São Paulo has legendary traffic, which can be avoided in three ways: subway, helicopter, and motorcycle. I was probably in the city six times before I knew it even had a subway, and when I rode it, crowding was minimal, though admittedly I was there very off-peak. Helicopters are pricey.
For quick delivery of packages, then, "motoboys" are the answer. Sitting in traffic with a friend in October 2008, I was amazed by their frequency. On an earlier trip, I had actually seen a motoboy pivot his cycle by grabbing the bumper of a delivery truck. A friend whose sister is an emergency-room physician in the city sees these young drivers all the time. But she is a Paulista who needs to get around quickly, so she herself gets to work on a motorcycle.
The helicopters are expensive, but increasingly common for executives whose companies can justify the expense by comparing the cost of flights to their hourly wages. São Paulo is a city of high rises -- much bigger than Manhatten, for example -- and every one of them is topped with a helipad. The Discovery Atlas program Brazil Revealed is a great survey of the cultural geography of Brazil that includes the story of Clarissa Pinheiro Pereira, a young pilot who is among the very few women pursuing the highest levels of professional pilot licensure.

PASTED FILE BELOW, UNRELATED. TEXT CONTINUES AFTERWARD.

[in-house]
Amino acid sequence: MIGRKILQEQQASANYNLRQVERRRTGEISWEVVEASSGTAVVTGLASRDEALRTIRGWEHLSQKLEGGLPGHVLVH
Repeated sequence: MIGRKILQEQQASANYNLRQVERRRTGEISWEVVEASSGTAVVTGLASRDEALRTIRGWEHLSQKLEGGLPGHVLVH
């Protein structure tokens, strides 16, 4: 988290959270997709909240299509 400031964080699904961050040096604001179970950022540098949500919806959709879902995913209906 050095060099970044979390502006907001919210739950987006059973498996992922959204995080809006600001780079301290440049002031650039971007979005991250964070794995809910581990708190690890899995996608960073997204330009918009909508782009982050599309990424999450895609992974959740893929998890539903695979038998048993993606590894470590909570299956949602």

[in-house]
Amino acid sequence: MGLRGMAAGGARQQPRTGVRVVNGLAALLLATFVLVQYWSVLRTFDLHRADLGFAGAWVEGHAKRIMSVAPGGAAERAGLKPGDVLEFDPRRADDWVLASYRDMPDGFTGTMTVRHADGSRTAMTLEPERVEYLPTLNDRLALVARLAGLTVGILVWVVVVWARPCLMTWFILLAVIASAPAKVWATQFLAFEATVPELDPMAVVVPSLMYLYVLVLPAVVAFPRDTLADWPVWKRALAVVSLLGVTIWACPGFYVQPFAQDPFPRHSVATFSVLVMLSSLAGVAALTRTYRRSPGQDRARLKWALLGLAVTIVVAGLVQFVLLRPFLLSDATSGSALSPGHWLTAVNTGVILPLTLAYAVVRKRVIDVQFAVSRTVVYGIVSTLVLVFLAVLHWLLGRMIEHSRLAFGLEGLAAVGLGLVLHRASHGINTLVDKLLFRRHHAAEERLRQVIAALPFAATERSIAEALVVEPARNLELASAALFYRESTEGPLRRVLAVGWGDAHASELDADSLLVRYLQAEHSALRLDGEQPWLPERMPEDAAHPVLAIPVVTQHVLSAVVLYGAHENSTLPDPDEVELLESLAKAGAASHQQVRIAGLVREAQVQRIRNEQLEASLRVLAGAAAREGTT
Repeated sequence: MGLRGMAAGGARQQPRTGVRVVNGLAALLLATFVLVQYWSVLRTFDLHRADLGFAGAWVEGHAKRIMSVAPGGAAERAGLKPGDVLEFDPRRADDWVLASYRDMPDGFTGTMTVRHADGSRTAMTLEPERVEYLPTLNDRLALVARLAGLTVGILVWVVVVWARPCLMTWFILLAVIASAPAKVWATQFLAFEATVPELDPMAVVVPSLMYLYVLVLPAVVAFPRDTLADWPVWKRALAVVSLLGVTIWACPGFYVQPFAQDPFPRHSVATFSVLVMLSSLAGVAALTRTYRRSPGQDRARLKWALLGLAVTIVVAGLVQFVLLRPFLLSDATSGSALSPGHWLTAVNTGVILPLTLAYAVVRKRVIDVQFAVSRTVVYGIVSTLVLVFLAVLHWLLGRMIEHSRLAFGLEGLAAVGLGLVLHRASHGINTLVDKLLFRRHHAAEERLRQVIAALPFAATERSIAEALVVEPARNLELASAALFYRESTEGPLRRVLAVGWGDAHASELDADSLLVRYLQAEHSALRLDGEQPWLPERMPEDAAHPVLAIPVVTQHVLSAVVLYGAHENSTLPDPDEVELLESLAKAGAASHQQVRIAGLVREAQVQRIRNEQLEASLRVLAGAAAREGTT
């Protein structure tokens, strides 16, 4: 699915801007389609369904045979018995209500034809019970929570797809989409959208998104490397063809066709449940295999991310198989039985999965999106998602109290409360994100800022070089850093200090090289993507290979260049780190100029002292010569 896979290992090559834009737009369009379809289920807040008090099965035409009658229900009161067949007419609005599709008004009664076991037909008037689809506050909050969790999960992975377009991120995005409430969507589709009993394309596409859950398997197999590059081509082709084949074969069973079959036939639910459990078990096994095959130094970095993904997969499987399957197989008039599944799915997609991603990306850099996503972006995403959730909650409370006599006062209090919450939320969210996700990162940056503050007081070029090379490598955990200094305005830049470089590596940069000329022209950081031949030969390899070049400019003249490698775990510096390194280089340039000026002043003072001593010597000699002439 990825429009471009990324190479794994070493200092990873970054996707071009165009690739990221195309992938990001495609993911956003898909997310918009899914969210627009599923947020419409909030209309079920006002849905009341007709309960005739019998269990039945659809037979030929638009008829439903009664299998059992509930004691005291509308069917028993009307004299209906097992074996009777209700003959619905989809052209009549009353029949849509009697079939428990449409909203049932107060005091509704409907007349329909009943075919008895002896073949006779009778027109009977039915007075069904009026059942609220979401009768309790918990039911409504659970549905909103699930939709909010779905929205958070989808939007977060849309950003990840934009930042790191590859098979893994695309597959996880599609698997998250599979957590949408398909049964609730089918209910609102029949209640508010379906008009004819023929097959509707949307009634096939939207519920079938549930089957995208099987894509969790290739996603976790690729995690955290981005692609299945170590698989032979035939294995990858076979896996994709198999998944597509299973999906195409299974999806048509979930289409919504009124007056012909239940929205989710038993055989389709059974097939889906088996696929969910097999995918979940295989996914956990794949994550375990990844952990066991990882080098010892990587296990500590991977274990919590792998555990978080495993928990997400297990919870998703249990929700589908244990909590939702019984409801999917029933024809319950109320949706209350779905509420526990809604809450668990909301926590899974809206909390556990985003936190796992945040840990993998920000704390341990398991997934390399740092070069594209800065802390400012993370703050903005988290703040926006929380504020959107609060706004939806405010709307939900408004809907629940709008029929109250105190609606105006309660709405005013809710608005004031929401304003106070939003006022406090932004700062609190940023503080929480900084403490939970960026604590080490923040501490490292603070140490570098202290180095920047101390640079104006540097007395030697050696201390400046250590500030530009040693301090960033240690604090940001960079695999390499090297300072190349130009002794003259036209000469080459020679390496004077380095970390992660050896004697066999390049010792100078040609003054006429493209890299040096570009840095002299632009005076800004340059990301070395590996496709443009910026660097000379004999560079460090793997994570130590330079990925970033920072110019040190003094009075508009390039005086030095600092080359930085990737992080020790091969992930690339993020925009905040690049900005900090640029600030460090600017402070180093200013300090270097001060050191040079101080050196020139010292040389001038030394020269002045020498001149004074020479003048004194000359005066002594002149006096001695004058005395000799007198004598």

I was thinking about São Paulo this morning because of something I learned last night from Morgan Spurlock's new film The Greatest Movie Ever Sold, in which the Supersize Me veteran immerses himself in product placement, as he previously did with McDonald's menus. The result is nearly as toxic, as he documents the way that school budget-cutters have turned over student eyeballs for rental to marketers through Channel One, school bus ads, and the like. But the ray of hope comes from a change in São Paulo that I had somehow missed: outdoor advertising in almost all its forms has disappeared. As one shopkeeper told Spurlock, this has meant refocusing on the quality of products and customer service to attract attention!